Automatic transmissions are a little more expensive to service because they require a lot more fluid to run correctly. Automatic transmissions will take anywhere from nine to 13 quarts of fluid to fill. On top of that, many older automatics require the fluid filter to be changed as you replace the fluid. So, you need to purchase that along with the gasket for the pan where the filter resides. Again, a little bit of homework is necessary in understanding your exact transmission and what a fluid service will cost you.

According to RepairPal, taking your car in for a transmission fluid change typically costs between $387 and $446 for parts and labor, but this varies depending on the vehicle. 

How Can I Tell if My Fluid Needs To Be Changed?

Transmission fluid takes a serious beating over the years. Between meshing gears, hard abuse, and extreme heat, it will collect debris, break down and need replacing. How often it needs changing depends on a few factors.

Under normal driving conditions, you’ll want to stick to what’s in the owner’s manual. Remember that service requirements depend on the type of transmission you have, and the manufacturer will offer details specific to that unit. In general, manual transmissions will need the fluid to be changed every 30,000 to 60,000 miles, and automatics traditionally call for servicing every 60,000 to 100,000 miles.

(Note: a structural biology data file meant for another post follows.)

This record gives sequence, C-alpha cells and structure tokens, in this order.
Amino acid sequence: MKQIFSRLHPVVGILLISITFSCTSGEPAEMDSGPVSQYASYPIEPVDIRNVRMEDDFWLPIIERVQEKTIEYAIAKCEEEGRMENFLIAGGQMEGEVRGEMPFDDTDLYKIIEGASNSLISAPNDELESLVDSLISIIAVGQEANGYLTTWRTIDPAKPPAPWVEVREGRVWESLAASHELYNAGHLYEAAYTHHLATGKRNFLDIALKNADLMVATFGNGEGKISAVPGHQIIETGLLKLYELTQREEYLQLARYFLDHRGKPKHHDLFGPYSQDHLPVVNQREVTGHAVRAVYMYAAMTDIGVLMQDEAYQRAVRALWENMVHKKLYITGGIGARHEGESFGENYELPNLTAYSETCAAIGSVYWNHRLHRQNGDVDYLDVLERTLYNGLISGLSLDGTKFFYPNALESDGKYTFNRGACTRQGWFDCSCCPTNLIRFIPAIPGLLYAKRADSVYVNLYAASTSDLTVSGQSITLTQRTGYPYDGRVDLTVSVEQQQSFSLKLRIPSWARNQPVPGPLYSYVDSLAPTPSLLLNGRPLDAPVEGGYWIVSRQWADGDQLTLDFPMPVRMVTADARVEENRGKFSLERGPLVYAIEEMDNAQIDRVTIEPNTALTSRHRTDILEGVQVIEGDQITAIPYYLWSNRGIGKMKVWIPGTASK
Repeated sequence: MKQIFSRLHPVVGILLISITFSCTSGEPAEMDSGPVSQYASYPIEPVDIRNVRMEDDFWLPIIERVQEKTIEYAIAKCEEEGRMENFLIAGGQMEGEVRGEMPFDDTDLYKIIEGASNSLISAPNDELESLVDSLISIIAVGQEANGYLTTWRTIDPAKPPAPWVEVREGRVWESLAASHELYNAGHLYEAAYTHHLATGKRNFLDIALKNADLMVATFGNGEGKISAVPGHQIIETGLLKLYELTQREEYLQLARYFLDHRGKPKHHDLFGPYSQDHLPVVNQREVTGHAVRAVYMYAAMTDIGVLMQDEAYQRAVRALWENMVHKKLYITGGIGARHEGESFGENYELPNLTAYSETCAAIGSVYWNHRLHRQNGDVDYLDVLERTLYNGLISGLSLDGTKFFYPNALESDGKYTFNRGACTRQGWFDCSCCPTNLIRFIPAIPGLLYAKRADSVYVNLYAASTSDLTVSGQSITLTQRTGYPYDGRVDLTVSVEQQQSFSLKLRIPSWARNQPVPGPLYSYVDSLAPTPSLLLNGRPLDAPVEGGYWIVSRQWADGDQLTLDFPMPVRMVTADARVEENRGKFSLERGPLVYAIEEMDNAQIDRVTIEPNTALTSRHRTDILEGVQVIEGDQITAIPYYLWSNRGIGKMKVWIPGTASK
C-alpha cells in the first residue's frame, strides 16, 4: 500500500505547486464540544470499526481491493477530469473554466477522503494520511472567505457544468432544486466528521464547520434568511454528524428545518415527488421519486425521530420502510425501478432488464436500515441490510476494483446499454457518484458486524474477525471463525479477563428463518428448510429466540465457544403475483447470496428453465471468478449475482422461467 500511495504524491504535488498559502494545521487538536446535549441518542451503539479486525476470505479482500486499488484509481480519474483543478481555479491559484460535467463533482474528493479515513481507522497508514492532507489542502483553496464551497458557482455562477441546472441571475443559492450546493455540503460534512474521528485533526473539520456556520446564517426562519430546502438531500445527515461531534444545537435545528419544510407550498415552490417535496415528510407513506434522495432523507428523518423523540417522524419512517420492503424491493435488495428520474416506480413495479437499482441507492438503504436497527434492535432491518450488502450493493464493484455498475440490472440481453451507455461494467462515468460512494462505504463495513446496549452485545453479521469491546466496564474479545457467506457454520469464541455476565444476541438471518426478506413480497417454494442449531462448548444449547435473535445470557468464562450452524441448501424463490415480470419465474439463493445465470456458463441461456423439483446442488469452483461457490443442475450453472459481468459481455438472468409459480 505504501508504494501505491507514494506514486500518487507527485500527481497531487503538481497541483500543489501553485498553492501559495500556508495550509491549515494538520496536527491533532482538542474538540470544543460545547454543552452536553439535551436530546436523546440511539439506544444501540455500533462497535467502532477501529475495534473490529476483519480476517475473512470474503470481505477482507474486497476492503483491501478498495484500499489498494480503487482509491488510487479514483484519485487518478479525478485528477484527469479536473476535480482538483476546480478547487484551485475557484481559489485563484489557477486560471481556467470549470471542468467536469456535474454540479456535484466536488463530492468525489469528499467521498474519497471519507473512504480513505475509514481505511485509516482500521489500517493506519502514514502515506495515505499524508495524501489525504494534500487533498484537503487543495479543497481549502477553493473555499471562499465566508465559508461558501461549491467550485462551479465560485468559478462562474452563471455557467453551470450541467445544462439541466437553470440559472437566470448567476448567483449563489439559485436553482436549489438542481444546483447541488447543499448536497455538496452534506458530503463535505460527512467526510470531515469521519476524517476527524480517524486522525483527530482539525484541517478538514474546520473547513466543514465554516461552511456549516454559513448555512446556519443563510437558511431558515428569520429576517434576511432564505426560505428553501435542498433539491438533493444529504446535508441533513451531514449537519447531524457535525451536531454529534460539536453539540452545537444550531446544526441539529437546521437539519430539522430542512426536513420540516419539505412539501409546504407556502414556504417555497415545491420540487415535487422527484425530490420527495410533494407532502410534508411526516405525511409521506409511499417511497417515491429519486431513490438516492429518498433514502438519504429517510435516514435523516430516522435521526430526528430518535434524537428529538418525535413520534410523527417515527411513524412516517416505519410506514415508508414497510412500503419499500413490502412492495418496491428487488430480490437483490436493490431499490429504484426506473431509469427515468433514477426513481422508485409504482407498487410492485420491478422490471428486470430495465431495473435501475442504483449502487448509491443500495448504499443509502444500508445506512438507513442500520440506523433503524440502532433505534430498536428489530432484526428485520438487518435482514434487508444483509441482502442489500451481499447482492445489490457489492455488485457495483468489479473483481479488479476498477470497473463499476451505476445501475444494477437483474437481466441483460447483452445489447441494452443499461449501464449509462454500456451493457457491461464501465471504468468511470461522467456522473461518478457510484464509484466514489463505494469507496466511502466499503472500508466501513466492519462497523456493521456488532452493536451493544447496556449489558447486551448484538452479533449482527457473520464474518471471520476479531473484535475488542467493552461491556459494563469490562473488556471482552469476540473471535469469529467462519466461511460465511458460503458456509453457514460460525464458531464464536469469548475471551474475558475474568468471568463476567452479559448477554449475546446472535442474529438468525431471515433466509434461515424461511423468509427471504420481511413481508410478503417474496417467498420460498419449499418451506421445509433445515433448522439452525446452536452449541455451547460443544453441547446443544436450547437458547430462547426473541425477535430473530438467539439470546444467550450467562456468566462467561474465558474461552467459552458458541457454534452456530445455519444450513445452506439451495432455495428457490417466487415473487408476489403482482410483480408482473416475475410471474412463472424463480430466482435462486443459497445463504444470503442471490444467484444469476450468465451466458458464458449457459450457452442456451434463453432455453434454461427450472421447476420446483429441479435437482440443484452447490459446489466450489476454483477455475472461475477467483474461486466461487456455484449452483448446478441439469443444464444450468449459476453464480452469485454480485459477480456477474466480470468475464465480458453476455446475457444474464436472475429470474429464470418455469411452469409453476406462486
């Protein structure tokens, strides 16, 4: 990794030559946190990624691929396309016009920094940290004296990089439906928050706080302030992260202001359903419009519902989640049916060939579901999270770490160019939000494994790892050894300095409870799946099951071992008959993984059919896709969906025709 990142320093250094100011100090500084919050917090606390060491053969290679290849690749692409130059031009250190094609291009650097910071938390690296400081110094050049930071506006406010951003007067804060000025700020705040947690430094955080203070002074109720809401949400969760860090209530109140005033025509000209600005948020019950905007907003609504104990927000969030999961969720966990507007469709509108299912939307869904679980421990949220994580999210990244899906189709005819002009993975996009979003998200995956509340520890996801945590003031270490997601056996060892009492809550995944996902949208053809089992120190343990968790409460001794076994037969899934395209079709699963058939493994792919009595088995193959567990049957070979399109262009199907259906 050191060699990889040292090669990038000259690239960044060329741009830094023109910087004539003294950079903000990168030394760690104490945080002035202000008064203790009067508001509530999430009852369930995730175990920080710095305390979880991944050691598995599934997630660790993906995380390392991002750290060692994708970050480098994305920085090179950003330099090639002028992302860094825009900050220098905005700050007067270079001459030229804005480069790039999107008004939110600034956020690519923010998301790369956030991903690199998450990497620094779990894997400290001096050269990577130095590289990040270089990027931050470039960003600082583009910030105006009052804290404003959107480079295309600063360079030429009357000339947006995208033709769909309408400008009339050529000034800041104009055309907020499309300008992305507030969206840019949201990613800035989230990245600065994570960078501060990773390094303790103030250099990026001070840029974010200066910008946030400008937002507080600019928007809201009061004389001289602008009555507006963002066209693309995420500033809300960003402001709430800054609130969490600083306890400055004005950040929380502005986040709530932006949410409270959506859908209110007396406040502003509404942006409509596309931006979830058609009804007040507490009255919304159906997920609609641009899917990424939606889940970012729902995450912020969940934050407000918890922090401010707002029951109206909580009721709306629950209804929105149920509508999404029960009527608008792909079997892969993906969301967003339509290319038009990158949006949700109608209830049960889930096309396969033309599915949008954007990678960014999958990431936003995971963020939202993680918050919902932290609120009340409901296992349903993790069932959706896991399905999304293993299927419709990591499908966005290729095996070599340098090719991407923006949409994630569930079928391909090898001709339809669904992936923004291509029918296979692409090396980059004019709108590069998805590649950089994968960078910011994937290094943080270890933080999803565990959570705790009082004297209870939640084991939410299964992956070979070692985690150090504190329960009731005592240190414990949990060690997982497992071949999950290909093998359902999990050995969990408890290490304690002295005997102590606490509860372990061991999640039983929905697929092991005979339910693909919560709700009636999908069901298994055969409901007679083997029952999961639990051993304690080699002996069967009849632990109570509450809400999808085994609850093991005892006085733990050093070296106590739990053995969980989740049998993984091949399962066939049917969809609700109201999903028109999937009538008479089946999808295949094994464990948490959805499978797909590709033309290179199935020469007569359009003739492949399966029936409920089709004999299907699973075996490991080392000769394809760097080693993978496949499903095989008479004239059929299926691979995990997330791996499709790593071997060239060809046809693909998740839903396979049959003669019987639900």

If you’re a spirited driver, you’ll likely want to change the fluid a little more frequently. How often you change it really depends on how hard you are on transmissions. If you’re getting on the pedal every so often or are only towing on the weekends, you can still expect to get some decent mileage out of your fluids. If those events are an everyday thing, however, you might wind up changing the fluid much more frequently.

To determine if your fluid needs to be changed, you need to inspect its condition. If you have a dipstick tube on your automatic, pull it out. If the fluid is a dark brown and smells burnt, it’s time to go. The same rule applies to the oil in your manual transmission, only you’ll have to take a sample from the fluid fill hole to get a good reading.

You never want to let the fluid run until it turns black. In that condition, it will break down and lose its ability to function as necessary. When it does, your transmission can take the beating instead of the fluid, and you might wind up with some serious repair costs. There’s a good chance that fresh fluid will correct any of the performance issues you’re experiencing with old fluid in the transmission, but that’s something you don’t want to take a chance on.

Wait, I Don’t Have a Dipstick Tube

For all of those folks screaming at their screens about how we forgot to mention modern sealed transmissions, we thank you for hanging in there before jumping into the comments section to rip us a new one.

The idea behind these units is that they use lifetime fluids and components. You shouldn’t have to replace the fluid for the life of the car, so no expenses were wasted on dipstick tubes or even bodies that you can easily crack open to inspect. On top of that, the owner’s manual might not provide any details about servicing transmission fluid.